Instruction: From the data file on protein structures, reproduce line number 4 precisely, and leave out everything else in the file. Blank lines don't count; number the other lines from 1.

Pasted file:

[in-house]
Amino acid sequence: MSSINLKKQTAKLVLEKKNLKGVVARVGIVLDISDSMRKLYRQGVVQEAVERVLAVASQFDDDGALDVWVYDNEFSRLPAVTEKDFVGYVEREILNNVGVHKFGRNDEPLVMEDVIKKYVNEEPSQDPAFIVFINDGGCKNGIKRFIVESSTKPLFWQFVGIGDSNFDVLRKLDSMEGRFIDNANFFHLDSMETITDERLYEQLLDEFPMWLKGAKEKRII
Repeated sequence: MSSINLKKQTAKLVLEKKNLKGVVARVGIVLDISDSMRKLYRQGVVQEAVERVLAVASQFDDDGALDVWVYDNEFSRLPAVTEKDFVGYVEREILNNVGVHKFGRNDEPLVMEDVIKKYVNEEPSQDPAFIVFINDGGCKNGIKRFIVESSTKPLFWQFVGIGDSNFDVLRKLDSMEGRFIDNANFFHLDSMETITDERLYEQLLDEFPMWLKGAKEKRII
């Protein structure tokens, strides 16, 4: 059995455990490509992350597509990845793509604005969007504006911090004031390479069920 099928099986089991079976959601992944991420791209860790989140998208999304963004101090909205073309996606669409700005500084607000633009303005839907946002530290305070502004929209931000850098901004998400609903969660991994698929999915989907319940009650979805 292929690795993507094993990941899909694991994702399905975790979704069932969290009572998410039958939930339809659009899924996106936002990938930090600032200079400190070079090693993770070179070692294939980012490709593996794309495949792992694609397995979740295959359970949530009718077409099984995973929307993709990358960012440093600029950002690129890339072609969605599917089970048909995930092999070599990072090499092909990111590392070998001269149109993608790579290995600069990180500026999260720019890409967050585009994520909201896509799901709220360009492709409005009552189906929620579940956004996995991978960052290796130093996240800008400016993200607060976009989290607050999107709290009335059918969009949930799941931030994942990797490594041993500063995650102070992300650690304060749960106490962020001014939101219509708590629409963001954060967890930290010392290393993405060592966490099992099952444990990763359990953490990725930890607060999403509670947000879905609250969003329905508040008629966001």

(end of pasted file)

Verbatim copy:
């Protein structure tokens, strides 16, 4: 059995455990490509992350597509990845793509604005969007504006911090004031390479069920 099928099986089991079976959601992944991420791209860790989140998208999304963004101090909205073309996606669409700005500084607000633009303005839907946002530290305070502004929209931000850098901004998400609903969660991994698929999915989907319940009650979805 292929690795993507094993990941899909694991994702399905975790979704069932969290009572998410039958939930339809659009899924996106936002990938930090600032200079400190070079090693993770070179070692294939980012490709593996794309495949792992694609397995979740295959359970949530009718077409099984995973929307993709990358960012440093600029950002690129890339072609969605599917089970048909995930092999070599990072090499092909990111590392070998001269149109993608790579290995600069990180500026999260720019890409967050585009994520909201896509799901709220360009492709409005009552189906929620579940956004996995991978960052290796130093996240800008400016993200607060976009989290607050999107709290009335059918969009949930799941931030994942990797490594041993500063995650102070992300650690304060749960106490962020001014939101219509708590629409963001954060967890930290010392290393993405060592966490099992099952444990990763359990953490990725930890607060999403509670947000879905609250969003329905508040008629966001």